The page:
Group Dynamics: The Lectures (Part Two)
Powerpoint slides for each topic can be downloaded by clicking the title of the chapter. Eventually, short narrated presentations will be added.
People influence other people: this assumption is the cornerstone of group dynamics. But in some cases this influence can be extraordinarily strong. Rather than subtly influencing members’ opinions and choices, powerful people and groups can change members in dramatic ways. We will use the concept of power to explore obedience to authority, bases of power, and the metamorphic effects of power.
What is leadership? Is it power over other people? Is it a special talent that the lucky possess and that the unlucky can never hope to gain? Why do some become leaders, and others followers? And can we distill leadership down to a set of maxims? This lecture examines these questions by defining leadership, by examining the process of leadership emergence, and by reviewing theories of leadership effectiveness.
People often answer the question “How can we get the job done?” with “Let’s form a group.” Here we examine the productivity of task-focused groups by reviewing four classic “social” literatures on the subject: social facilitation, social loafing (the Ringelmann effect), social combination (Steiner’s task theory), and social creativity (brainstorming).
When obstacles prevent people from achieving their goals, they engage in problem-solving to identify solutions. In many cases they perform these cognitive activities as isolated individuals, but when the information to be processed is considerable or the potential consequences monumental, they do this cognitive work in groups. Here we examine the processes that facilitate and undermine collective decision making, including groupthink.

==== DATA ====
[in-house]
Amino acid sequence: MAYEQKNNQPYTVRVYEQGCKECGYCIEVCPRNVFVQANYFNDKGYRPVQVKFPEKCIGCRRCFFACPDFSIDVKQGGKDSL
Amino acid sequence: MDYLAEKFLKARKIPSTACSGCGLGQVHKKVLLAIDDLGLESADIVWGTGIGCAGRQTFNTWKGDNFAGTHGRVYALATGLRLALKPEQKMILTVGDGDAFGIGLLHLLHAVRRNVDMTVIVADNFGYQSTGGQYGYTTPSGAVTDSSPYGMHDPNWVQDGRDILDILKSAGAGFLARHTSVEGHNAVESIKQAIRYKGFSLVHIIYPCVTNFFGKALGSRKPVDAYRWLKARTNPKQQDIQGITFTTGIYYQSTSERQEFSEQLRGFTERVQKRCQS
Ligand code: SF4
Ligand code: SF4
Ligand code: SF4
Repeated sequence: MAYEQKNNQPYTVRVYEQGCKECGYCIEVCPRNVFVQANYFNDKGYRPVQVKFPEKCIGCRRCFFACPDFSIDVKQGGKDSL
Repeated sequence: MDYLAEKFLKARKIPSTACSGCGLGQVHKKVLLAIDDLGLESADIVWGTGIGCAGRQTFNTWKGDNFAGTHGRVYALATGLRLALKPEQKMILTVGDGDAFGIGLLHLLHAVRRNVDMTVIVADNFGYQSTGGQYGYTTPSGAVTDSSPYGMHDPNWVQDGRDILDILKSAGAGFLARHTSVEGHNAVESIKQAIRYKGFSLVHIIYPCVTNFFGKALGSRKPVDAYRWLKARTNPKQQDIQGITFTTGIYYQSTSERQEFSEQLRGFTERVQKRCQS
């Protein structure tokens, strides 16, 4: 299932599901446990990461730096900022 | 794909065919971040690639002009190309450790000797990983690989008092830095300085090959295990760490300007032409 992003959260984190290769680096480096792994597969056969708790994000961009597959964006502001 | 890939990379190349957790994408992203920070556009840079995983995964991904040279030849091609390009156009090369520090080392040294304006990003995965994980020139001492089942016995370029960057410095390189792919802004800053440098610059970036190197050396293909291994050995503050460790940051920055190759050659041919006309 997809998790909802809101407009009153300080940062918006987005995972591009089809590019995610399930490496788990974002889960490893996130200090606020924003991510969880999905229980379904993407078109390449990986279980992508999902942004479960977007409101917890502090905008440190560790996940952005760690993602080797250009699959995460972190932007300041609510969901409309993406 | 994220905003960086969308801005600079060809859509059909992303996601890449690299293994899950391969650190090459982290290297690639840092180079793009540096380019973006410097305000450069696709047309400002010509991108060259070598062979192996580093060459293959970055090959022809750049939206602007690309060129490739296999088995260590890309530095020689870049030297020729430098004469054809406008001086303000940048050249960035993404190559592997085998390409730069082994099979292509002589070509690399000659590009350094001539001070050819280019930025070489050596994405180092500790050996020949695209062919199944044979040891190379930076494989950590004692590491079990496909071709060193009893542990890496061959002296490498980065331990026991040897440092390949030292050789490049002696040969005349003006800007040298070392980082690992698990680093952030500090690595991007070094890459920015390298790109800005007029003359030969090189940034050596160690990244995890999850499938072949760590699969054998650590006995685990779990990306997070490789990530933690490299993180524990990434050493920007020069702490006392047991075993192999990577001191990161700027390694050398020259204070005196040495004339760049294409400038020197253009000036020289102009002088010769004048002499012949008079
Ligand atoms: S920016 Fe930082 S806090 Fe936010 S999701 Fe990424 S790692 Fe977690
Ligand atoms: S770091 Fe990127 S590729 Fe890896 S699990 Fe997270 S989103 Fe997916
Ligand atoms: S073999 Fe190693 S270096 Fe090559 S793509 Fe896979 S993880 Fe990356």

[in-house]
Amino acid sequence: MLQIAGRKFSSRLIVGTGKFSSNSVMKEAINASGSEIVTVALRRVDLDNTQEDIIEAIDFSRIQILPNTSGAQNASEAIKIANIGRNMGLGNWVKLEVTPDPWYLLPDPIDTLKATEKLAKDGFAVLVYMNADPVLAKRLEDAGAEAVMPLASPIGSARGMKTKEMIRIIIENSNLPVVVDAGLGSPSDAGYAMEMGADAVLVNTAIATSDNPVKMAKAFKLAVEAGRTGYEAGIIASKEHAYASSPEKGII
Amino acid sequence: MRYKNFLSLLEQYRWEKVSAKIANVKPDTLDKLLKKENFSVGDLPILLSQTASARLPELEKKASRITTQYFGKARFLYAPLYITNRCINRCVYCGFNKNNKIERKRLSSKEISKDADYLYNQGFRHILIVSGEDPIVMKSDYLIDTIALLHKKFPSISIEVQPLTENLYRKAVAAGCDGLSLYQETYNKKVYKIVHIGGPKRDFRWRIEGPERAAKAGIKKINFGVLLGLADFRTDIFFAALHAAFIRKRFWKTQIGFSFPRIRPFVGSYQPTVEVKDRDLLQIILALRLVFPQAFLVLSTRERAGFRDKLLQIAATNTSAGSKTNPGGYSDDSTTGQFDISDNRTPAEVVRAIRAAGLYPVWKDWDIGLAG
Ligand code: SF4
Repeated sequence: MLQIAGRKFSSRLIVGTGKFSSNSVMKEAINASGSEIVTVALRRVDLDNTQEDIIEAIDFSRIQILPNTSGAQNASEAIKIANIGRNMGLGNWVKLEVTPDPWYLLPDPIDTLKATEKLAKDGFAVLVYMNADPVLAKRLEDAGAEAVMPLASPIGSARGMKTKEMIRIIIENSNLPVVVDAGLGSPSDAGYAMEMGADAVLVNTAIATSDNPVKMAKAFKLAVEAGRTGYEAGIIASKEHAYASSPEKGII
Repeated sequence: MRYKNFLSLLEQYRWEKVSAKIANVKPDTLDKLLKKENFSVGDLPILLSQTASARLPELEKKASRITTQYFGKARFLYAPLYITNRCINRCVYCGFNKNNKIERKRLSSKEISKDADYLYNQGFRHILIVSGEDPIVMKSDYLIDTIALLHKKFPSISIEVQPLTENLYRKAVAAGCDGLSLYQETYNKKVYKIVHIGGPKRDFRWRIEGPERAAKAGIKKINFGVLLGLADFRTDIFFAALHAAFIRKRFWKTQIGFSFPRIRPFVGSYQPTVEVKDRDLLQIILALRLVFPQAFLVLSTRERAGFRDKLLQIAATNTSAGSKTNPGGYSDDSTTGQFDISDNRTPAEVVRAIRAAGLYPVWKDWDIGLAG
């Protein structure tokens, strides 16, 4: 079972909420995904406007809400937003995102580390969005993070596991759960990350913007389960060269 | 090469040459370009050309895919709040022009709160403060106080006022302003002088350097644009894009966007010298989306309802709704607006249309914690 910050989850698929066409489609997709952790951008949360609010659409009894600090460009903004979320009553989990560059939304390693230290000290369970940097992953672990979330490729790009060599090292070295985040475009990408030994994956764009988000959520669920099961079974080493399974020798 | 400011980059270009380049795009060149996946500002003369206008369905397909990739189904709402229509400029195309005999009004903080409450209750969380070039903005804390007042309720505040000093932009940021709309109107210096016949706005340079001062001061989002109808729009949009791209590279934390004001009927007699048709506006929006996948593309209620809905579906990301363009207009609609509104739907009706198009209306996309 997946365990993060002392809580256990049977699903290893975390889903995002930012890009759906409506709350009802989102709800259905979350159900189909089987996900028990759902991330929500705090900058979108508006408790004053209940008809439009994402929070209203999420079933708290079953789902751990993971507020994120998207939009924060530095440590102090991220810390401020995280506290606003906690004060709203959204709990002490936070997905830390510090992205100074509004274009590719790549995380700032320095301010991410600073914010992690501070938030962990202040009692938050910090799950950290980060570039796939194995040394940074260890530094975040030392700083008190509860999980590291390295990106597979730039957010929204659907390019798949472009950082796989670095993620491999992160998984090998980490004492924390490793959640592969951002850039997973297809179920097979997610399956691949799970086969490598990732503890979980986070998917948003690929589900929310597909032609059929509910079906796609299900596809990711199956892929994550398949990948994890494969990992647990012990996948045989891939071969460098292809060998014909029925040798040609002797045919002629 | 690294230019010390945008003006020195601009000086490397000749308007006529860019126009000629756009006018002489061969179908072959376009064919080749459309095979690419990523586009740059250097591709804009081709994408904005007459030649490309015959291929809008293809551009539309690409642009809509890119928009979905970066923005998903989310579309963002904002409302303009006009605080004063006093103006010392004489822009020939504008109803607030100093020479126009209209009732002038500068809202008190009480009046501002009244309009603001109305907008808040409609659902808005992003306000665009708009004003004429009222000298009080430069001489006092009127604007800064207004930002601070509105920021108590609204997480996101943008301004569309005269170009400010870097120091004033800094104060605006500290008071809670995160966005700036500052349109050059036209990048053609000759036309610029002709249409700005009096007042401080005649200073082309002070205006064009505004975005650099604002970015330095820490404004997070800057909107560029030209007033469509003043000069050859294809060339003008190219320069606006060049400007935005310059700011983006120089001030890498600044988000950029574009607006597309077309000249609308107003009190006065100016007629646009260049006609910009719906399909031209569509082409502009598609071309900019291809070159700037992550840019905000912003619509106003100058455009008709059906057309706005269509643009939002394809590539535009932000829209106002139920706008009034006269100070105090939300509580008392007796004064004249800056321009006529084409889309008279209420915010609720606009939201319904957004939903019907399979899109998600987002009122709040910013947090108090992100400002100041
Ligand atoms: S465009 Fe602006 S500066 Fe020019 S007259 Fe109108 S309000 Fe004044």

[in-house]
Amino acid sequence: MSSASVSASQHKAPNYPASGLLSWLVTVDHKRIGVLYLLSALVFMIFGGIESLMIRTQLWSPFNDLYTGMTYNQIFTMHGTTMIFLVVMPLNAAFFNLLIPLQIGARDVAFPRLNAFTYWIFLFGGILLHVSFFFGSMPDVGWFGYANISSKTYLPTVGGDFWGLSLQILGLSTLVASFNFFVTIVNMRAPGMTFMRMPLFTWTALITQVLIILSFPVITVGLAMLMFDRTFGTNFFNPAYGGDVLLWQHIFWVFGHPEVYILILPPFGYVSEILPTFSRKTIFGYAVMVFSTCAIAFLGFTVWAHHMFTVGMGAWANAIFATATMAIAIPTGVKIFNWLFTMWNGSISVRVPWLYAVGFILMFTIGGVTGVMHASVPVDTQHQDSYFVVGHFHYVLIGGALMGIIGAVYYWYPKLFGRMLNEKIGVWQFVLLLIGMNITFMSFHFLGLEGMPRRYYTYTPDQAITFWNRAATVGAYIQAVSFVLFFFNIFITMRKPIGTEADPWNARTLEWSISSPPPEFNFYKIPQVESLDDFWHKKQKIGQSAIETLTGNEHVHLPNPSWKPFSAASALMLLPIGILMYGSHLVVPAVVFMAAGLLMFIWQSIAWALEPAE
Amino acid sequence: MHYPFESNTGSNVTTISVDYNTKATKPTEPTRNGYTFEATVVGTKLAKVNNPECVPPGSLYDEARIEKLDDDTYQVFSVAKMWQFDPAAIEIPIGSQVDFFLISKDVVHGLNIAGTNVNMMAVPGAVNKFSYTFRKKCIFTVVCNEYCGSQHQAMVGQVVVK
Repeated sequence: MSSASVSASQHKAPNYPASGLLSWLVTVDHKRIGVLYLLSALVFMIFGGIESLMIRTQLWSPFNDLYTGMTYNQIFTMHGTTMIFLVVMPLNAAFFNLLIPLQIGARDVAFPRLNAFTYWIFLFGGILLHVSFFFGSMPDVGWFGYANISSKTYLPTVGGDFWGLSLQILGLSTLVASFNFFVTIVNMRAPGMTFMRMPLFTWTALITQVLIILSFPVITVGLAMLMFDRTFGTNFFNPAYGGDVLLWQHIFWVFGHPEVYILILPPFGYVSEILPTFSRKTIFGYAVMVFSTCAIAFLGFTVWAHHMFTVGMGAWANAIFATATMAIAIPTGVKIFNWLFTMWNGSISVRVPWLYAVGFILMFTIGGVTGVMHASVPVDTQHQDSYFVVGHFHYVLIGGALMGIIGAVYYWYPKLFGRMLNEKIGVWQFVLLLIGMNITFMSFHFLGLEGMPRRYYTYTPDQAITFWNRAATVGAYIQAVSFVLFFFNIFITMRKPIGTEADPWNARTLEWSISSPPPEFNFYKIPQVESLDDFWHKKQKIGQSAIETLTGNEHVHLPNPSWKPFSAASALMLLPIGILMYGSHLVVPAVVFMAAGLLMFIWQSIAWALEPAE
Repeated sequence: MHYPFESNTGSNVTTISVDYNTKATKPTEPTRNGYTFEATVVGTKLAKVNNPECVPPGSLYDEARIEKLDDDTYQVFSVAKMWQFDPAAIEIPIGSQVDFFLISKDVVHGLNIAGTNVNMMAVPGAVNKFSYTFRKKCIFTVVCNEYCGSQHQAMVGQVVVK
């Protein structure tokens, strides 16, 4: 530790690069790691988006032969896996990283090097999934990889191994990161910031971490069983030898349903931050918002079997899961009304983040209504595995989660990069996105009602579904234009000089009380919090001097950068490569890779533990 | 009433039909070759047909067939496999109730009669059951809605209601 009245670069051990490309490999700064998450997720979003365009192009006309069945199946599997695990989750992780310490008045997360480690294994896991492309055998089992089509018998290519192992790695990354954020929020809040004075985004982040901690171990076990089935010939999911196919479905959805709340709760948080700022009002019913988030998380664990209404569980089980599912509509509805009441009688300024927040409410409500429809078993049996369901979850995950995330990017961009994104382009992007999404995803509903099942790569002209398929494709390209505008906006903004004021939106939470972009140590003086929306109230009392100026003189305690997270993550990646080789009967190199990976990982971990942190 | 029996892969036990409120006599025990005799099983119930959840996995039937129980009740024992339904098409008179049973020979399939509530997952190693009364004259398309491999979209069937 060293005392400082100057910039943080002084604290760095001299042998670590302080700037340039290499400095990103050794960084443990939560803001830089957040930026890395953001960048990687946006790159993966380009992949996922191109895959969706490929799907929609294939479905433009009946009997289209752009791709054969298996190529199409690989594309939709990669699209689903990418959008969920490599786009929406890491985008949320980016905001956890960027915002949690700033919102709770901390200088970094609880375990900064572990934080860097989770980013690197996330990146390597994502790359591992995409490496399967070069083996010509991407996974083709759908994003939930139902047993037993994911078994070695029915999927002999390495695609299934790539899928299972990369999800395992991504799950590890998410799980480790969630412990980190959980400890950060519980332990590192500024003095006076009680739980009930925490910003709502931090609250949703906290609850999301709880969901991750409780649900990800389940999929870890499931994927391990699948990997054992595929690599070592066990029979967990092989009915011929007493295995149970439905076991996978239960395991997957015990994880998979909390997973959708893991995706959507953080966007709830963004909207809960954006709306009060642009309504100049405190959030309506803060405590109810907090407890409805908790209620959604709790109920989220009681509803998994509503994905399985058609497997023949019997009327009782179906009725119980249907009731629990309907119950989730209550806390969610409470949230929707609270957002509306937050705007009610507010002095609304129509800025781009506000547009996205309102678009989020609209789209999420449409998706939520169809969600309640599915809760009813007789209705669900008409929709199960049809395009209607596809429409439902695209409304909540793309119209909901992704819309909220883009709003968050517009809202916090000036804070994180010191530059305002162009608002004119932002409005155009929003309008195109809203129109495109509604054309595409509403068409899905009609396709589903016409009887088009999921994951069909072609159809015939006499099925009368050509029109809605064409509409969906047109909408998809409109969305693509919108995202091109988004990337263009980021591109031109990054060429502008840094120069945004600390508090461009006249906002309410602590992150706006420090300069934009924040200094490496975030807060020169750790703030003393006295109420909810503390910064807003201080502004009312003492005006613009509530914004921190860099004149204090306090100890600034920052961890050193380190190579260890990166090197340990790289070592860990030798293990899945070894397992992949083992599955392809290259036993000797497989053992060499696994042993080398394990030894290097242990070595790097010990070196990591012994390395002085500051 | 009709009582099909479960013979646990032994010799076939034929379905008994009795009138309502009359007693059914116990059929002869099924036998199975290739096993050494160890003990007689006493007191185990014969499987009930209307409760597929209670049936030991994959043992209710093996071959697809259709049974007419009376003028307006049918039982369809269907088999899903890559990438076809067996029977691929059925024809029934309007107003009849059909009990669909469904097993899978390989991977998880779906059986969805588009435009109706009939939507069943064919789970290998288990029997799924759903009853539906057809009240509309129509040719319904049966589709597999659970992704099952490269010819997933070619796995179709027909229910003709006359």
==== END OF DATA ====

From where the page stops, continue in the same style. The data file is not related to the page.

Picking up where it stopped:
An understanding of teams requires an understanding of groups, in general: How they form, their basic structures, their development over time, and the social influence processes that shape members’ behaviors. Teams do, however, possess some unique characteristics, given the high degree of coordination among members and their focus on goals. This chapter examines those characteristics, using the traditional input-process-output system model as a guide.
Group members do not always get along well with one another. Even in the most serene group one member may irritate another; with little warning the group’s atmosphere may transform from one of tranquility to one of hostility. Here we examine conflict by considering inputs (roots of conflict), processes (conflict escalation), and outputs (ways of managing conflict).
Hate, as Gordon Allport explained in The Nature of Prejudice, is usually a group-level emotion. People rarely hate specific people, yet they often hate entire groups. This lecture considers the factors that set the stage for conflict between groups, changes that conflict bring to groups, and ways to resolve conflicts.
Groups exist in any number of distinct physical locations: from classrooms, museums, factories and boardrooms to coal mines, battlefields, and even space capsules. The physical qualities of these places—temperature, type of lighting, furniture arrangements, noise—substantially influence group dynamics, but so do the social features of the setting. This lecture reviews these processes, focusing on four contexts: environmental settings, behavior settings, interpersonal settings (small-group ecology), and territorial settings.
The use of groups as agents of change dates back many years, but it was Lewin who stated the basic “law” of group therapy in its most simple form: “It is usually easier to change individuals formed into a group than to change any one of them separately” (1951, p. 228). This lecture reviews these applications, with a focus on therapeutic and support groups.
The science of group dynamics is based on one core assumption: People act collectively. Much of this collective action occurs in relatively small groups, but people sometimes join much larger collectives, including crowds, mobs, audiences, fads, crazes, demonstrations, strikes, and social movements. This lecture examines these larger groups, but first describes such groups before reviewing classic and contemporary accounts of their dynamics.